The move comes just a day after Intel CEO Paul Otellini was reported to say that chip orders for Q2 2009 have been "a little better than we expected" and refused to comment on the antitrust case.
The E.U. competition commissioner, Neelie Kroes, said the penalty against the world's largest chip maker was justified because the company had skewed competition and robbed consumers of choice.
Kroes said Intel "used illegal anticompetitive practices to exclude its only competitor and reduce consumers' choice — and the whole story is about consumers," adding that Intel's practices "undermined innovation."
From her remarks at the press conference:
"The Commission Decision contains evidence that Intel went to great lengths to cover-up many of its anti-competitive actions. Many of the conditions mentioned above were not to be found in Intel’s official contracts. However, the Commission was able to gather a broad range of evidence demonstrating Intel's illegal conduct through statements from companies, on-site inspections, and formal requests for information."
UPDATE: In a response, Intel CEO Paul Otellini had this to say:
"Intel takes strong exception to this decision. We believe the decision is wrong and ignores the reality of a highly competitive microprocessor marketplace – characterized by constant innovation, improved product performance and lower prices. There has been absolutely zero harm to consumers. Intel will appeal."
"We do not believe our practices violated European law. The natural result of a competitive market with only two major suppliers is that when one company wins sales, the other does not. The Directorate General for Competition of the Commission ignored or refused to obtain significant evidence that contradicts the assertions in this decision. We believe this evidence shows that when companies perform well the market rewards them, when they don't perform the market acts accordingly."
"Intel never sells products below cost. We have however, consistently invested in innovation, in manufacturing and in developing leadership technology. The result is that we can discount our products to compete in a highly competitive marketplace, passing along to consumers everywhere the efficiencies of being the world's leading volume manufacturer of microprocessors."
UPDATE 2: AMD executive vice president for legal affairs Tom McCoy had this to say in the company's official statement:
"After an exhaustive investigation, the EU came to one conclusion – Intel broke the law and consumers were hurt. With this ruling, the industry will benefit from an end to Intel's monopoly-inflated pricing and European consumers will enjoy greater choice, value and innovation."
UPDATE 3: More from AMD, this time from CMO Nigel Dessau: "I think [Otellini] doesn’t get, or has no remorse about, what they’ve been doing: disrespecting the consumer." More here.
The previous record fine for similar abuses in the EU was €497 million, or about $677 million, levied at -- you guessed it -- Microsoft in March 2004 for blocking competition in markets for server computers and media software.
(The fine also is the largest ever imposed for any breach of competition law in the E.U.)
Focus on rebatesKroes said Intel had pursued a strategy aimed mainly at excluding AMD by paying computer makers and retailers to postpone, cancel or avoid AMD products entirely.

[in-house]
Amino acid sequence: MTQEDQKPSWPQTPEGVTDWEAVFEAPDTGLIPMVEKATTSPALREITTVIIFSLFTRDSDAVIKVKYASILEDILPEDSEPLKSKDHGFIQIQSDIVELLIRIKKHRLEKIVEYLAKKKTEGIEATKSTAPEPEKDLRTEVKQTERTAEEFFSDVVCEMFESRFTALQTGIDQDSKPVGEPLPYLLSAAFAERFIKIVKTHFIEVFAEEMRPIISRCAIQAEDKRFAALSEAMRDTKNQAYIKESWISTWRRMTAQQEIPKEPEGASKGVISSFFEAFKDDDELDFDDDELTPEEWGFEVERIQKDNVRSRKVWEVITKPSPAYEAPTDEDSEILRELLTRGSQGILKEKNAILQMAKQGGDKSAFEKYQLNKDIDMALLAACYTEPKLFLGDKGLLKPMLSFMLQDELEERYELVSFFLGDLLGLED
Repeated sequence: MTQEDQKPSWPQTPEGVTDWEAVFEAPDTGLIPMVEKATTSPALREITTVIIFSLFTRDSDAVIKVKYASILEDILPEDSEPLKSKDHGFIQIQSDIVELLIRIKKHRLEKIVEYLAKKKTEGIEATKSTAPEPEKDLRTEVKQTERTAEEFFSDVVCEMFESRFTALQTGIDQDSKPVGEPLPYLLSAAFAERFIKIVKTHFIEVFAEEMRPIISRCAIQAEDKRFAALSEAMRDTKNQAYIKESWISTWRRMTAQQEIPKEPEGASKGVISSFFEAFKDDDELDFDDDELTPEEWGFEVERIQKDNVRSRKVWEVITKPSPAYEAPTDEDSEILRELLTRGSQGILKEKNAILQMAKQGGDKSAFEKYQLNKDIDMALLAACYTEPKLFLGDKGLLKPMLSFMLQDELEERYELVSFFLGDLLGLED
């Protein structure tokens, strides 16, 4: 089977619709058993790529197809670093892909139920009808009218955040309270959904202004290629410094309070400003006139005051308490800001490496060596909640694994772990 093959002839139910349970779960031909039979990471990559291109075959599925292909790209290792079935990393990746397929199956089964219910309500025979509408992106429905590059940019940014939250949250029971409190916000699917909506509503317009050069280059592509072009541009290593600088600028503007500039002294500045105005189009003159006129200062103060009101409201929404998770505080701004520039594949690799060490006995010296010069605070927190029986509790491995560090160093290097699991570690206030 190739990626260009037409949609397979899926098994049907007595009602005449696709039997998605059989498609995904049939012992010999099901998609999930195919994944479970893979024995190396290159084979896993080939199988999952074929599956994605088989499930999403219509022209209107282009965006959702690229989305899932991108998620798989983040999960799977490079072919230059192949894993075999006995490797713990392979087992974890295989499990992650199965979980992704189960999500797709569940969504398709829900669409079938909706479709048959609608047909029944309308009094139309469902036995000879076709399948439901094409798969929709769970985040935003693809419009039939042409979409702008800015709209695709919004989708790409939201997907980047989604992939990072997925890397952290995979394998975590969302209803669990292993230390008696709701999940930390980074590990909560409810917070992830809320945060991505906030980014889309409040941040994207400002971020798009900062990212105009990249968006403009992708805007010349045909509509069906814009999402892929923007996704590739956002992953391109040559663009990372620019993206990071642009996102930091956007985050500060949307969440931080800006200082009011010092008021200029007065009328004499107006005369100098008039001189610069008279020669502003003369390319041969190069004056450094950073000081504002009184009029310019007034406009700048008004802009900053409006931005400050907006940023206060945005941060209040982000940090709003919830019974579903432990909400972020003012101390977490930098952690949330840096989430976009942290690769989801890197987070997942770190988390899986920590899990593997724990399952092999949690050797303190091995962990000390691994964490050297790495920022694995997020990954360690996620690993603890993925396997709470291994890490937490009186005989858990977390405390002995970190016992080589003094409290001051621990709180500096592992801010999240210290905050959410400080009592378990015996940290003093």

Kroes ordered Intel to cease offering rebates to computer makers that had helped it "maintain a share of about 80 percent of the market for microchip sales and blocked AMD from increasing its share beyond about 20 percent of that market," according to the New York Times.
Giuliano Meroni, the president of AMD's operations in Europe, said the decision would "shift the power from an abusive monopolist to computer makers, retailers and above all PC consumers."
Intel had no immediate comment, but it's safe to expect the company to appeal the fine and orders to change its practices.
Under the order, Intel must change its business practices immediately pending its appeal, but could request an injunction in the meantime. Intel must pay the fine immediately, though the sum will be held in a bank account until the appeals process is over, a process that could take years.
You might say Intel got off easy: the commission is entitled to levy fines up to 10 percent of a company's annual global sales; Intel's annual sales were $37.6 billion in 2008, thus making the maximum penalty nearly $4 billion.
Money collected in antitrust cases is added to the trade bloc’s annual budget of roughly €130 billion, or about $177 billion USD.
Just last year, the U.S. Federal Trade Commission stepped up its inquiries into Intel, opening a formal investigation.
E.U. regulators first began investigating Intel in 2001 after AMD filed a complaint the year before with the E.U. authority in Brussels. In two sets of charges in 2007 and 2008, the commission accused Intel of similar tactics: by abusing its dominant position in computer chips by giving large rebates to computer makers, by paying computer makers to delay or cancel product lines and by offering chips for powerful server computers at prices below actual cost.
The commission also charged the firm with paying retailers not to sell personal computers using AMD chips.
Intel has maintained that it has done nothing wrong and has suggested that E.U. officials have not provided Intel with proper rights of defense during the investigation.
The EC has ongoing inquiries into other U.S. companies, including Rambus, which holds patents on memory chips, and Qualcomm, which develops wireless technology for phones. Regulators are also questioning Cisco Systems, the world's largest maker of networking equipment, about whether it restricts competition for network maintenance services.